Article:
Noble Pen Shells, Symbol of Mediterranean, are Gravely Endangered

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Over 70 years ago a parasite is considered to have contributed to the mass extinction of the seashells (especially oysters) in the Delaware Bay on the United States East Coast, and these days the same parasite is blamed for the extensive damage done to the noble pen shell population in the Mediterranean.
Haplosporidium nelsoni (formerly Minchinia nelsoni), or MSX, which was determined by scientists to be the cause of the mass mortalities in the Delaware Bay in the fifties and sixties was recently discovered in the Mediterranean. The first sighting of the parasite was by the Spanish coast in 2016, and by now it is considered that the noble pen shell is facing extinction in Spain.
The parasite didn’t stop there and has since spread throughout the Mediterranean, affecting seashell populations from France to Turkey. Climate change and rising sea temperatures seem to be making the bad situation worse. It is not quite clear yet how the parasite made its way to the Mediterranean, but it’s almost certainly happened because of the human actions. The sea temperatures in the regions highly infected by the parasite are much, much higher in the last several years than they were in the past (13 or 14 °C are considered to be average temperatures, and recently as high as 20 degrees were measured at 40 meters deep).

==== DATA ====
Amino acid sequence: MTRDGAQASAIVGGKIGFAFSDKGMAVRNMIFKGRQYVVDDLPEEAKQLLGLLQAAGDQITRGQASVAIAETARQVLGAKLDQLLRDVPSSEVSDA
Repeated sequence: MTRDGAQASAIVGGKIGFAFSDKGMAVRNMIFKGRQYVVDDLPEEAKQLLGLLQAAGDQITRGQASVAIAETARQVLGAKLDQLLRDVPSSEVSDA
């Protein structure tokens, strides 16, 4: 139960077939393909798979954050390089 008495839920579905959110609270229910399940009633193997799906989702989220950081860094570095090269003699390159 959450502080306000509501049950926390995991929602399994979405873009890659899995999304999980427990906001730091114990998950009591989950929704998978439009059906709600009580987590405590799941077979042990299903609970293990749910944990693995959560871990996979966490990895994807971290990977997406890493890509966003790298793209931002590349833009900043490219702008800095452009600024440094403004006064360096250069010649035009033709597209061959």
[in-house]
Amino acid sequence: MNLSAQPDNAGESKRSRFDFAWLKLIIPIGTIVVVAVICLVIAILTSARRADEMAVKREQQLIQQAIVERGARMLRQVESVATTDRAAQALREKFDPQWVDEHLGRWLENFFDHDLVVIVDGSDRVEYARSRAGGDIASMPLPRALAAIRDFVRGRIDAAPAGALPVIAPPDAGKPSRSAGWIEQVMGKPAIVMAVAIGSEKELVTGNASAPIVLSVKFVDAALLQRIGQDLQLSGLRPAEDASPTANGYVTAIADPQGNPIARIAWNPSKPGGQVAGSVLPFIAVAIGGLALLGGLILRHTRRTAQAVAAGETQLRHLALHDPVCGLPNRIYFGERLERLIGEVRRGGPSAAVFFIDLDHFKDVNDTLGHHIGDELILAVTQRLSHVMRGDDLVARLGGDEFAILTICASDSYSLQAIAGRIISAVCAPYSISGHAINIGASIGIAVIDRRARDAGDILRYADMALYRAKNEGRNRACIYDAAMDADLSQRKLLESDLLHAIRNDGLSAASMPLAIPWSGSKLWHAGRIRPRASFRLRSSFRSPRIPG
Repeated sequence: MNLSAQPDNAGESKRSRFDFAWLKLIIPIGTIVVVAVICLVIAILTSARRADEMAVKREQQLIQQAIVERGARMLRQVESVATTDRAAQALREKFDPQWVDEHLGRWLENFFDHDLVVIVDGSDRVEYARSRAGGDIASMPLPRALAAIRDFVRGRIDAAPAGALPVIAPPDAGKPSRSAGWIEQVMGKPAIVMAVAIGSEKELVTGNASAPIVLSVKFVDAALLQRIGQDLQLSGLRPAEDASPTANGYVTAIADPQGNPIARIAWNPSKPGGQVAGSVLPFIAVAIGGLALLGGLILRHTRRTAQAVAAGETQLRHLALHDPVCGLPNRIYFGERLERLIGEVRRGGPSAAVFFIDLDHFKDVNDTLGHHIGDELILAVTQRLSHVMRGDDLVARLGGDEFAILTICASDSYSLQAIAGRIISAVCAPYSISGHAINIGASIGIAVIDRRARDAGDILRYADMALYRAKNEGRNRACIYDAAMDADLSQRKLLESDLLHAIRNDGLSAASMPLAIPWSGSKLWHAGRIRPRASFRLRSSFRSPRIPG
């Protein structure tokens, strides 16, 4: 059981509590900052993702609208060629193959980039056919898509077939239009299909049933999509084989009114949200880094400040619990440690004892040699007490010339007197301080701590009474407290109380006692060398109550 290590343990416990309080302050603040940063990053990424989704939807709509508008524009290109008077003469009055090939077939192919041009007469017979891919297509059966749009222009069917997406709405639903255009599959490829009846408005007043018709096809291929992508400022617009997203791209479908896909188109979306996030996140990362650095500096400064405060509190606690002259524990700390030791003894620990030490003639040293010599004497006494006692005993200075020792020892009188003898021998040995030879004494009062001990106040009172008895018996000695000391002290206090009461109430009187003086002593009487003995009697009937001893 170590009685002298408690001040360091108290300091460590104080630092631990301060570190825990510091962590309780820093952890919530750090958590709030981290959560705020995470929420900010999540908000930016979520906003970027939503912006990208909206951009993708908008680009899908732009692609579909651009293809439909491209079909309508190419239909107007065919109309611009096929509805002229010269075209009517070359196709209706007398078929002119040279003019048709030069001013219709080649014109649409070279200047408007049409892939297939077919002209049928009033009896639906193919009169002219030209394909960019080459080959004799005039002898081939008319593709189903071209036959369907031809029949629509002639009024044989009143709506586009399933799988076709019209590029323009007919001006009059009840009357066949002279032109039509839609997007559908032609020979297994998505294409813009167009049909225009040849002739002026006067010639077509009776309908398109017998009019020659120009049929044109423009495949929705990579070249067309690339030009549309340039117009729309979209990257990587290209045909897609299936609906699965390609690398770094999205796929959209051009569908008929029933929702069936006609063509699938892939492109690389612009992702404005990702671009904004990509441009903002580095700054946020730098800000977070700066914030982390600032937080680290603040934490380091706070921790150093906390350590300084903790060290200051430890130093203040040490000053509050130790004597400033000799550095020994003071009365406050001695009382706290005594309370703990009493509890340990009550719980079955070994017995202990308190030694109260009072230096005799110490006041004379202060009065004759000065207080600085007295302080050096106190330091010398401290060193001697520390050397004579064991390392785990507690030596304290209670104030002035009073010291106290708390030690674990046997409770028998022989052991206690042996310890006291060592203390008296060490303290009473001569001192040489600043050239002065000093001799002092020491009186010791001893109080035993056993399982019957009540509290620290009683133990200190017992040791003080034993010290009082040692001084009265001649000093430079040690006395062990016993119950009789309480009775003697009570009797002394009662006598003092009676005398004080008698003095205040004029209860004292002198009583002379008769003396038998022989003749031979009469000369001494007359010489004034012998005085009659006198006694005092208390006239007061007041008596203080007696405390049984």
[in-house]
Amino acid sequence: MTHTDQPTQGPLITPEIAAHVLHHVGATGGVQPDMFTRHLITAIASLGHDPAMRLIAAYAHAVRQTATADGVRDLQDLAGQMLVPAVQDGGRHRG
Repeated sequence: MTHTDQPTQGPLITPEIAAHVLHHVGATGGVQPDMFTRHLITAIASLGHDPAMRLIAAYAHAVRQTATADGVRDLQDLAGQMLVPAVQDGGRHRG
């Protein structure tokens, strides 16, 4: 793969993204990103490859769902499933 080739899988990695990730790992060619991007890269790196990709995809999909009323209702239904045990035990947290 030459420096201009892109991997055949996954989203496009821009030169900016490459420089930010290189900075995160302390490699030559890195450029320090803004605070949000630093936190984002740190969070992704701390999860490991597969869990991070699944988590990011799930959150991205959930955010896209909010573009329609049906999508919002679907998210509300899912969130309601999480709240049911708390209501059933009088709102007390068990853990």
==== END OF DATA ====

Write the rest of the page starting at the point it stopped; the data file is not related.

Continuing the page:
The noble pen shell is truly one of the symbols of Mediterranean sea, and is often considered to be the sign of the underwater health. It’s the world’s second largest seashell, usually 30–50 cm long, but the largest specimens were found at 120 cm long. It lives just off-shore, and you can see it at a depth of half a meter, up to 60 meters deep. It can live up to 45 years.
Currently, the French population is getting hit hard by the parasite, as are some of the areas off Italian, Turkish, Greek and Cypriot coasts. The parasite has not yet been found in the Adriatic sea, but the population of the noble pen shell in the Croatian part of the Adriatic has been on the steep decline, because of the extensive removal from the bottom in the past, and it’s currently against the law to remove them from the bottom if you come across any.
There aren’t many strategies to fight the infection of the shells in the Croatian Adriatic, considering the fact that the sea temperature is steadily on the rise here as well, and the experts warn that it’s just the matter of time before the parasite finds its way into Adriatic. And, the fate of the noble pen shell is often seen as the warning of a sort for the general health of the seabed itself. So, if you ever come across a noble pen shell while diving or snorkelling in Croatia, consider yourself very lucky, and just say a prayer that they will be there in the future.


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